Papua New Guinea
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Connect rural communities first

Hiri Koiari MP Keith Iduhu is right. He has a valid point.

Why interconnect the country by highways when the most remote communities are not even connected to their provincial capitals?

Is the government blind to the aspirations of the people? The Connect PNG road linkage looks good on paper. It is generous for political mileage. It might seem like a goal post for development.

But in reality, it is far from being a cross crossing inter island national freeway. It is being touted as a development tool, to connect all the provinces in PNG and open up access to all centres in the country.

But what then about the little village tucked away in Teptep where John has to walk three to four days to reach Finschhafen on the coast?

What about mama Monica who gives birth in the bushes of the Sepik River and then has to endure a long boat ride to Pagwi to attend a rural centre?

Has the lot of the public servants who endure the hardships of remote outposts in Southern Highlands, Gulf and Madang ever been considered?

There was no government response to a story we ran recently about coffee farmers in Chimbu’s remote Karimui Salt Nomane District trekking for a day carrying their coffee bags on their shoulders to neighbouring Chuave station to get a highway PMV to Goroka the next day.

However noble Connect PNG might sound, the government seems to have placed the cart before the horse.

Where are the roads that connect remote villages to the administrative district centres? Are

all the 10 districts in Morobe connected to Lae?

Where are the paved roads that connect the Rigo hinterland to the Magi Highway on the coast?

How are we going to connect the island of New Britain to the mainland? The challenge of linking up NGI is just insurmountable. It’s a PANGU dream that will never materialise.

Let’s be realistic, even with a Connect PNG highway, there will still be underlying issues.

One that has plagued PNG since 1975 has been the growing movement of people from rural to urban areas in search of an easier life.

This rural urban migration has gone unabated and has contributed to massive problems in Mount Hagen, Lae, Madang, Kokopo and Port Moresby.

Ethnic clashes are common, squatter settlements have built up, criminal activities are on the rise, fuelled by illiterate and unemployed young men, serious crimes abound and previously unknown transnational crimes are on the rise.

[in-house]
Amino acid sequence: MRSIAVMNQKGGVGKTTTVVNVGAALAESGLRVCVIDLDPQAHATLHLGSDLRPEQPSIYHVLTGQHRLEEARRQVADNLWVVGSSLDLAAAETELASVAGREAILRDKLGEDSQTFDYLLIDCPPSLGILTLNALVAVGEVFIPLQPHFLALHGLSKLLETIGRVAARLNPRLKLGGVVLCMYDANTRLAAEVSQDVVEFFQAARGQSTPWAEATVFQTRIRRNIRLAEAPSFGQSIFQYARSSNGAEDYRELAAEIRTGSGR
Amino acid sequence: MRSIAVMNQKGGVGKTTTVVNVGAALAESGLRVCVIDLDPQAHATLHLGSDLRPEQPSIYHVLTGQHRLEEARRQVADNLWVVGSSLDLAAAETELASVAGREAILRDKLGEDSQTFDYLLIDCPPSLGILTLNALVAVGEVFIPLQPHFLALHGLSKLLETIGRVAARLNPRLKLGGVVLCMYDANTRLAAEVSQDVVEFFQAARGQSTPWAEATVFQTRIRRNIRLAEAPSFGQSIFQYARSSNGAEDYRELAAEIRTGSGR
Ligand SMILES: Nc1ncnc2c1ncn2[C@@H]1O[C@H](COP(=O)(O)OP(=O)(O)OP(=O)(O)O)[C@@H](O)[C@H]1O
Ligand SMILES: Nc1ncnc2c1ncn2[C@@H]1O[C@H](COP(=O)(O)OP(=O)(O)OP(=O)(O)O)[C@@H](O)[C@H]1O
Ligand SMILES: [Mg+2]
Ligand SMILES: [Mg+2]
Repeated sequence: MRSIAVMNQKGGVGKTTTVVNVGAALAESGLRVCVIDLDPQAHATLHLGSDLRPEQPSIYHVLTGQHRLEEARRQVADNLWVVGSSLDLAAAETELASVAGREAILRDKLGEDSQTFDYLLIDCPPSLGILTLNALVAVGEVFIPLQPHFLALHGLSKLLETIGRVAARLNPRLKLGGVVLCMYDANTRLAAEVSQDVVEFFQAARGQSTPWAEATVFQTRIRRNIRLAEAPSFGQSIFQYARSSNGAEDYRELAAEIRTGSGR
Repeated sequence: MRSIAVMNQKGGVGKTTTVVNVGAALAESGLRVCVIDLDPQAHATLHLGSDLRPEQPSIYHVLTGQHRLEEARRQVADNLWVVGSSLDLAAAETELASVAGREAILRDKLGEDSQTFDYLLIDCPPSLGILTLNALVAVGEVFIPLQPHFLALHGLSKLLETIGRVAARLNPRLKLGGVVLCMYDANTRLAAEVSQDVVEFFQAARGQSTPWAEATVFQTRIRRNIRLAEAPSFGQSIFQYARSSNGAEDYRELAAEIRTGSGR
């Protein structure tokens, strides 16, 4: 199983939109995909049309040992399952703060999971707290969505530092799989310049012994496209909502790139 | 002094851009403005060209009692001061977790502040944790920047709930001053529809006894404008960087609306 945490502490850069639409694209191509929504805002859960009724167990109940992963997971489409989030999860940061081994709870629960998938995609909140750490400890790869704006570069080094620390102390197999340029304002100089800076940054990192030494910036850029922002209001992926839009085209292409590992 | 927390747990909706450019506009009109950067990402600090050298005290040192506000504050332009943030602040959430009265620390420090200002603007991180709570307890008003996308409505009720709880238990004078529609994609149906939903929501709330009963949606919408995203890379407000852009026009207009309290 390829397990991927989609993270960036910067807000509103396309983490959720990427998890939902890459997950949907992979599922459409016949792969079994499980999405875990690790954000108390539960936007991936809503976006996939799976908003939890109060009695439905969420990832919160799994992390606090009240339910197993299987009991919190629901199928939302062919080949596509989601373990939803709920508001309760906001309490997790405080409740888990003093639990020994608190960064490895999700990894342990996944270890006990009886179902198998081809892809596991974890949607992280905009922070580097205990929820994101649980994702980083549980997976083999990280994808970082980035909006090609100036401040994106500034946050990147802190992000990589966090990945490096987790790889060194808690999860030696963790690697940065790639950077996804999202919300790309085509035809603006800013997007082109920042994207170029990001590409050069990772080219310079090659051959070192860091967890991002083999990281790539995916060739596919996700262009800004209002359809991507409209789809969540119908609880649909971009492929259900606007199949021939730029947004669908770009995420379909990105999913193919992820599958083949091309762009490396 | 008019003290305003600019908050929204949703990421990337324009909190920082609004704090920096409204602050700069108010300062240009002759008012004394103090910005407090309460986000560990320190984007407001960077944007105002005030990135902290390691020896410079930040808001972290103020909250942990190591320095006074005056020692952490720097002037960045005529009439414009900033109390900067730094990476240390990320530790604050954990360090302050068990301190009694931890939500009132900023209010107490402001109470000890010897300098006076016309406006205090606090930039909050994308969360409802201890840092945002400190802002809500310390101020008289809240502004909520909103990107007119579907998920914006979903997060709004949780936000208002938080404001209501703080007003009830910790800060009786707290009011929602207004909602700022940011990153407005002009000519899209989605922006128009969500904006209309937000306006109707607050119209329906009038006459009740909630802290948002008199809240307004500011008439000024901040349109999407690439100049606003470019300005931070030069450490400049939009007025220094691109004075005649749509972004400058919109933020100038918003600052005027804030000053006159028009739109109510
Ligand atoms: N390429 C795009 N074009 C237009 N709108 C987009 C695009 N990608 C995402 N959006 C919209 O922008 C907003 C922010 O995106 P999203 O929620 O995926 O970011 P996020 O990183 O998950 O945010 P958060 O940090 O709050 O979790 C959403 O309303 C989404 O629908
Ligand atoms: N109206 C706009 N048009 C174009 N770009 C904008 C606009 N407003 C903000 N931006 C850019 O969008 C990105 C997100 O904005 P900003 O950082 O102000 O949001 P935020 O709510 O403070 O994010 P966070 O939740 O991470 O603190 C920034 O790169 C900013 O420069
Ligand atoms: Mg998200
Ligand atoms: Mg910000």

By Mr Iduhu’s reckoning, the Connect PNG is a great risk to the well being of his Papuan tribe who are under duress on their own lands in NCD, Central, Gulf and soon Milne Bay from other ethnic groups, mainly from the highlands region of PNG.

Mr Iduhu is right in saying the government must look for ways to mitigate rural urban migration, end squatter settlements, repatriate homeless and unemployed outsiders back to their homeland, and spend more money on rural development initiatives to stem the flow of urban drift before it progresses with its link PNG highway.

Even many of the existing highways are in poor shape and badly maintained. In Papua region, despite hosting the biggest mining operation since 1969, Western Province still remains stagnant in all socio-economic indicators. The only major road there is the Tabubil to Kiunga highway.

The Kokonas highway on the Sepik coast connecting East and West Sepik is a scene of constant robbery attempts and frequent hold-ups resulting in loss of life.

There is already a groundswell of opposition to the great Papuan highway connecting Port Moresby and Alotau because the peace loving people do not wish to be besieged by the ethnic problems they have witnessed in Moresby.

Development of any sort will always bring with it positive and negative implications and if the government is blind to this and does not consult with and listen to the mass of rural voices, then this is sad.

The government should fund district and provincial roads first, there must be a network that enables rural connectivity before we hook up to the national grid.